Try this: Set up a few auto-text phrases on someone else’s phone. Every time Steve types “Ami,” the phone completes the phrase with “the woman I love and adore.” I wonder how that happened…
4. Take Charge of UFO’s
There’s an app for that! Seriously, you can spin the wheel to decide which UFO (Un-Finished Object) you should sew. The app is called Decide Now! and the paid version lets you input the names of all your unfinished quilts. Or a good number of them at least. I didn’t put in too many for fear of overloading my iPhone’s memory.
5. Other Uses for Earbuds
Ever want to take a picture of your hand doing something? It’s pretty hard. Sure you can hold the iPhone and press the up or down volume button to take the picture with your left thumb, but here’s another way.
Plug in your earbuds and hold the volume up/down bar between your lips. When you’re ready to snap the shutter press either end with your lips. Click! (Try not to drool.)
If all your pictures are blurry because tapping the screen to take the picture makes it move, you could also just use your free hand to push the volume up/down on the earbuds. It also works to turn video on and off.
6. Screen Shots
Wonder how I took the pictures in tip #2, #3, and #4? The pictures show exactly what was on my iPhone screen. Simple. I took a screen shot by holding down the Home Button at the bottom of the phone and clicking the on/off button on top of the phone. Click! What you see is what you get.
7. Decorate Your iPhone
My iPhone is wearing a “skin.” It’s a plastic stick-on image I created by uploading one of my pictures. There are also stock photos available, but wouldn’t your phone, tablet, laptop look terrific wearing a quilt? Check out Skinit.com or Schtickers.com for all sorts of fun.
SOMETHING TO WIN
Keep Your Cords Sew Organized!
Aren’t these adorable? The manufacturer gave me 12 soft silicone spools to give away! (Earbuds not included.)
Comment on this blog post and tell me why you would like to be be wound for sound. I will pick the winners from among those who comment. This is limited to people with a shipping address in the USA. One comment per person, please. Keep in mind that I have to moderate your comments before they appear here. Deadline is 9pm Wednesday, October 23 (Eastern time). I was going to say midnight, but I can’t stay up that late.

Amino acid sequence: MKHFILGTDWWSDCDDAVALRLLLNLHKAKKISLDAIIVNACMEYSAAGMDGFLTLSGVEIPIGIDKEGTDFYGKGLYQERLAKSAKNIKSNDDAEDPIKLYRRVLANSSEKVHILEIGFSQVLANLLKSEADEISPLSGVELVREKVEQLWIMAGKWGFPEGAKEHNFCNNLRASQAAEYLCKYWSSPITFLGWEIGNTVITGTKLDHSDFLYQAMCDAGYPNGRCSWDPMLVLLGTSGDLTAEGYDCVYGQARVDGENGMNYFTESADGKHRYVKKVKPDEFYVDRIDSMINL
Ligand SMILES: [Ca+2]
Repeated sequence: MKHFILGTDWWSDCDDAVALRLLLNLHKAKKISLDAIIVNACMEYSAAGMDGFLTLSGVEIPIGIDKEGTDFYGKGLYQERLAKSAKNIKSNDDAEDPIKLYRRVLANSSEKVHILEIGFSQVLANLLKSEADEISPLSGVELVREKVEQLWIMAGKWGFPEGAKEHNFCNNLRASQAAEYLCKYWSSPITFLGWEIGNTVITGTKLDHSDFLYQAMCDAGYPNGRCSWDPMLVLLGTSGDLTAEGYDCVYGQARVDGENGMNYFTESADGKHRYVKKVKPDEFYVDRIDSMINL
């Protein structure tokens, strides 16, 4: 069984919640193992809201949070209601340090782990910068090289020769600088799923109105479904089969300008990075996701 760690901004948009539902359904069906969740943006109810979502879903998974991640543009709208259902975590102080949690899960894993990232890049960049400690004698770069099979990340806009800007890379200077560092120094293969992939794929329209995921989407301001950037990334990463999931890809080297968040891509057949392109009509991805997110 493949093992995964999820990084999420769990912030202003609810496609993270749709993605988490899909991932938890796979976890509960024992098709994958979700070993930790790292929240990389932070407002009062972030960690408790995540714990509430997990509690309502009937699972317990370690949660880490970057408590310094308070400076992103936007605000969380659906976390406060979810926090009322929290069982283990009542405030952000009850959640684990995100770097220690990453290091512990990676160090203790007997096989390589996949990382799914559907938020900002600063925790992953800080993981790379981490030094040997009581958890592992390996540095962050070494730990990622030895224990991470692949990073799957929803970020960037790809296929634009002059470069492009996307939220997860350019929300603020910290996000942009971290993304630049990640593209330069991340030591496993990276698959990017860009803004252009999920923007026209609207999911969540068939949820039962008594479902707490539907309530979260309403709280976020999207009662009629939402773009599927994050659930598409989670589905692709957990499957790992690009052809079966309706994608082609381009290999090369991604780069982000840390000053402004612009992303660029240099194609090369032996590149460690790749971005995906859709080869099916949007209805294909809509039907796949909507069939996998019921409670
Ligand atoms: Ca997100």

If you’re not a winner or the deadline has passed; don’t despair, you can buy them online.
First I discovered my new favorite chocolate. It was part of a goodie bag prepared for me by the Program Chair at the East Cobb Quilting Guild in Marietta, GA two weeks ago. Hotel Snackage. It was so delicious I took a picture of the wrapper, the chocolate having been most enthusiastically consumed earlier. Rapidly consumed. All in one sitting.
I love dark chocolate. Ghirardelli Intense Dark (Twilight Delight) is delicious. That dark chocolate might even be good for me is an added bonus. It’s loaded with antioxidants, improves blood flow, is high in vitamins and minerals, and might even harden my tooth enamel! That’s pretty wonderful, isn’t it? I feel healthier and so much less guilty already.
Happy Day! I found the very same chocolate at my grocery store when I got back home. I wolfed down another whole bar in one sitting. I can feel my tooth enamel getting as hard as concrete. I think my quarter inch seams are looking straighter too…
But wait. I just got back from Rite-Aid. I was shopping for knee-high’s and little bottles of hair spray for my upcoming trip to visit with the Cabin Fever Quilters’ Guild in Fairbanks (still a few spaces in the workshops). Rite Aid moved the little bottles of overpriced travel cosmetics again and as I wandered around looking for them (their plan all along) I bumped into the Ghirardelli chocolate section!
They had bars and individually wrapped squares of my Twilight Delight right there on the shelf! And the individually wrapped squares were ON SALE! I snagged two bags for $6.00 (the sign told me to) which was actually less per ounce than the big bar! (I did the math.) My thought here was that if I got the individually wrapped squares not only would it be less expensive, but it might slow down my rate of chocolate consumption. I would be spending several extra seconds opening up the little wrappers. (That was before I thought of opening them up with my applique scissors.)